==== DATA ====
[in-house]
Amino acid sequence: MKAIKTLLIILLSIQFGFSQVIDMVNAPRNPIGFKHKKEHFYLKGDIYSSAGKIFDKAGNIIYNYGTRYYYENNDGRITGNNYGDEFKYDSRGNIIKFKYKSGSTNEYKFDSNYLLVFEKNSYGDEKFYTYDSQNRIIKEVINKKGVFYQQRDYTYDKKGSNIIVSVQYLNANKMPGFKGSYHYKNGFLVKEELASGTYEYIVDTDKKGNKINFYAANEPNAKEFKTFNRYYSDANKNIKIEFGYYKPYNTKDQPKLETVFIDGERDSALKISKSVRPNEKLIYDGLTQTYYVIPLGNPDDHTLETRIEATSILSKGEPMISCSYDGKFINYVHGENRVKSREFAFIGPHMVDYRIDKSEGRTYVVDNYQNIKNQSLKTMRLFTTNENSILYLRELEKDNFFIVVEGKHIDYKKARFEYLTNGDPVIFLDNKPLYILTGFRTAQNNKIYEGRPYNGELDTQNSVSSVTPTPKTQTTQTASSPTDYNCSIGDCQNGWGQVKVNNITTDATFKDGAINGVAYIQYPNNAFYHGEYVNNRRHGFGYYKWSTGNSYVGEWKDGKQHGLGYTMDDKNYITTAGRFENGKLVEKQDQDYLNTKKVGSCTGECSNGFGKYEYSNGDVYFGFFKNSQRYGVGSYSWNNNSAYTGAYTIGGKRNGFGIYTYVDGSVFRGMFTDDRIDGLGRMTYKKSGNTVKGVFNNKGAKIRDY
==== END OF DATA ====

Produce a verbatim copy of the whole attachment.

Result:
[in-house]
Amino acid sequence: MKAIKTLLIILLSIQFGFSQVIDMVNAPRNPIGFKHKKEHFYLKGDIYSSAGKIFDKAGNIIYNYGTRYYYENNDGRITGNNYGDEFKYDSRGNIIKFKYKSGSTNEYKFDSNYLLVFEKNSYGDEKFYTYDSQNRIIKEVINKKGVFYQQRDYTYDKKGSNIIVSVQYLNANKMPGFKGSYHYKNGFLVKEELASGTYEYIVDTDKKGNKINFYAANEPNAKEFKTFNRYYSDANKNIKIEFGYYKPYNTKDQPKLETVFIDGERDSALKISKSVRPNEKLIYDGLTQTYYVIPLGNPDDHTLETRIEATSILSKGEPMISCSYDGKFINYVHGENRVKSREFAFIGPHMVDYRIDKSEGRTYVVDNYQNIKNQSLKTMRLFTTNENSILYLRELEKDNFFIVVEGKHIDYKKARFEYLTNGDPVIFLDNKPLYILTGFRTAQNNKIYEGRPYNGELDTQNSVSSVTPTPKTQTTQTASSPTDYNCSIGDCQNGWGQVKVNNITTDATFKDGAINGVAYIQYPNNAFYHGEYVNNRRHGFGYYKWSTGNSYVGEWKDGKQHGLGYTMDDKNYITTAGRFENGKLVEKQDQDYLNTKKVGSCTGECSNGFGKYEYSNGDVYFGFFKNSQRYGVGSYSWNNNSAYTGAYTIGGKRNGFGIYTYVDGSVFRGMFTDDRIDGLGRMTYKKSGNTVKGVFNNKGAKIRDY